Colorado Declines Medical Pot Access For Veterans With PTSD

CREDIT: Shutterstock


CREDIT: Shutterstock

Colorado rejected a bill Monday to allow medical marijuana for post-traumatic stress disorder (PTSD). The move is a sign of particular resistance in a state where every adult can access marijuana through the recreational marijuana system. Making PTSD a condition eligible for medical status would have meant patients could have been given marijuana with oversight from their doctors, and accessed it without the same tax burdens that accompany recreational marijuana. But it would have been particularly important for veterans, who could lose their Veterans Affairs benefits for using medical marijuana.

The House State, Veterans & Military Affairs Committee rejected the bill 5-6, thwarting the latest effort to add PTSD to the list of qualifying medical conditions. The state Health Department has twice before rejected petitions to add PTSD to the list, according to the Associated Press. The vote came after lengthy testimony from individuals — mostly veterans — who teared up describing the unique relief from marijuana. But the Colorado Department of Public Health and Environment head said there is insufficient research on PTSD and marijuana — a common justification for refusing medical use of pot even as the government has been complicit in suppressing that research.

The battle over the federal government’s suppression of research on marijuana has centered particularly on PTSD. For years, an FDA-approved, triple-blind University of Arizona study on marijuana’s affects on veterans with PTSD was thwarted by a federal committee’s unwillingness to give the researchers access to a legal supply of marijuana. In the interim, a New York University School of Medicine study concluded last year that marijuana may mitigate the flashbacks, nightmares, anxiety, and other symptoms common to PTSD sufferers. This study focused on brain imagining and did not require a legal supply of marijuana. In March, the federal panel finally agreed to grant access to marijuana for the Arizona study, paving the way for even more data.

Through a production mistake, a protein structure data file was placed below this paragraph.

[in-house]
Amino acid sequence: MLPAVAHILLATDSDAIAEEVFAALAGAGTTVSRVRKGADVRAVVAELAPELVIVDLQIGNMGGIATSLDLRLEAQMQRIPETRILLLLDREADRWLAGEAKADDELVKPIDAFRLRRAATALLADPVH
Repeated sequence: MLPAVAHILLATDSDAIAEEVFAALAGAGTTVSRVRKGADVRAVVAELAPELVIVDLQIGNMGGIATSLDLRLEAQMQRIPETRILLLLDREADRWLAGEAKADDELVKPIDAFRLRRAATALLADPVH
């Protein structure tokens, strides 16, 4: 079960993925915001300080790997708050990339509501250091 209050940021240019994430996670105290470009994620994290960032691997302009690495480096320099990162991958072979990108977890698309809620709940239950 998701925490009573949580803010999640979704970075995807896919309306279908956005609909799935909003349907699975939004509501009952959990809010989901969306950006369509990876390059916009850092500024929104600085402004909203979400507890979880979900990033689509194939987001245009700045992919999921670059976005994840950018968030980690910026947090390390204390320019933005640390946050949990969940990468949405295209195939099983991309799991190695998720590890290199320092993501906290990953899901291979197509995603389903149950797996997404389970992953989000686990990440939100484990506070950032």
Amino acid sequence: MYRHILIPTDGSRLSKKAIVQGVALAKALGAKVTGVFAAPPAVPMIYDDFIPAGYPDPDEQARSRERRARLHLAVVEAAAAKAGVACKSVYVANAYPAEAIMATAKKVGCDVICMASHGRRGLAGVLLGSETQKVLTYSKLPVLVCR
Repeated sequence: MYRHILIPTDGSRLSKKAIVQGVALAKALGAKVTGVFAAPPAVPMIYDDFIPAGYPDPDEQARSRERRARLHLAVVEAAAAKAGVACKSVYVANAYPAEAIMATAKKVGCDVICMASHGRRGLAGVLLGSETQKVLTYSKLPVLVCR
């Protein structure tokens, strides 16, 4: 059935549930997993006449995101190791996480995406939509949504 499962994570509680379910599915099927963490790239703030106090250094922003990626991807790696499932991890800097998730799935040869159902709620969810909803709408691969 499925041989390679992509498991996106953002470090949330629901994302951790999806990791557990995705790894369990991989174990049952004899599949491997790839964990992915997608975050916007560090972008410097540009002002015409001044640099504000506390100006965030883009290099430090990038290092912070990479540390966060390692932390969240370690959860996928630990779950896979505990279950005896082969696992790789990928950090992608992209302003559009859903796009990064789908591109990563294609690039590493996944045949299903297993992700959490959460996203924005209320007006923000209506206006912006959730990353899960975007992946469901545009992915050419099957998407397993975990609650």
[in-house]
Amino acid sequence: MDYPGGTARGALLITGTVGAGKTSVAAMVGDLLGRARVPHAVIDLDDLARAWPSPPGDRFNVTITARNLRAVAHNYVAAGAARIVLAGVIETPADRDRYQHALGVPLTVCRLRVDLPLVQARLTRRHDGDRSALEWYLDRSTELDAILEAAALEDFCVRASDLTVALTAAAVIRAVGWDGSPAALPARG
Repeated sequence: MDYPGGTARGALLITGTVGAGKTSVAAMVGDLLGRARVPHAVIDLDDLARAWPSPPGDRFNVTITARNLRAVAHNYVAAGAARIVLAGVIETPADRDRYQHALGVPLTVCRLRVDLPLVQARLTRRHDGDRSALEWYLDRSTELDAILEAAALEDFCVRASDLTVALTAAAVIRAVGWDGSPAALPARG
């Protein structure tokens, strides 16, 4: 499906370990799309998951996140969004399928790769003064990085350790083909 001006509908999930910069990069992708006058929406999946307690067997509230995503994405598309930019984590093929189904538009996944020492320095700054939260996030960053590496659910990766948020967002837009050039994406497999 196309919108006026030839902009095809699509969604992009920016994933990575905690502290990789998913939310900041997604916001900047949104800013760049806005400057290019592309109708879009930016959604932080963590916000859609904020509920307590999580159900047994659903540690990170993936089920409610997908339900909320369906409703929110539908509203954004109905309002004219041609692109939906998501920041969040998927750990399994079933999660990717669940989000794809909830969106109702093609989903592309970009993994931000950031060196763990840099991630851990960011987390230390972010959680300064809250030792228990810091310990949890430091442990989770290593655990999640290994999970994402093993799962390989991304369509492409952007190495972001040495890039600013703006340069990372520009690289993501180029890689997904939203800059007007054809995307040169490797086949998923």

In the meantime, 10 other states with medical marijuana laws have already listed PTSD as a qualifying medical condition, including four in just the past six months, according to the Drug Policy Alliance. For veterans, who disproportionately suffer from PTSD, medical marijuana is not an option under the federal Veterans Affairs program. In fact, it used to be the case that any veteran using medical marijuana could lose their VA benefits. In 2010, the department released new guidance stating that veterans receiving medical marijuana under a state program would not lose their benefits. So long as PTSD is not a qualifying medical condition, Colorado veterans do not appear to have that protection, and will be particularly wary to discuss the treatment with a doctor.

“Twenty-two veterans a day are killing themselves,” said Sue Sisley, the University of Arizona psychiatry professor leading the PTSD study who specializes in treating veterans. “They’re not benefiting from conventional medicine. And while many are using marijuana to help them with this debilitating disorder, they want it to be legitimized. They want data. They want to know what doses to take. They want to be able to discuss this with their doctors.”

While Colorado has led the charge with recreational marijuana, medical marijuana has become increasingly politically mainstream over the past year.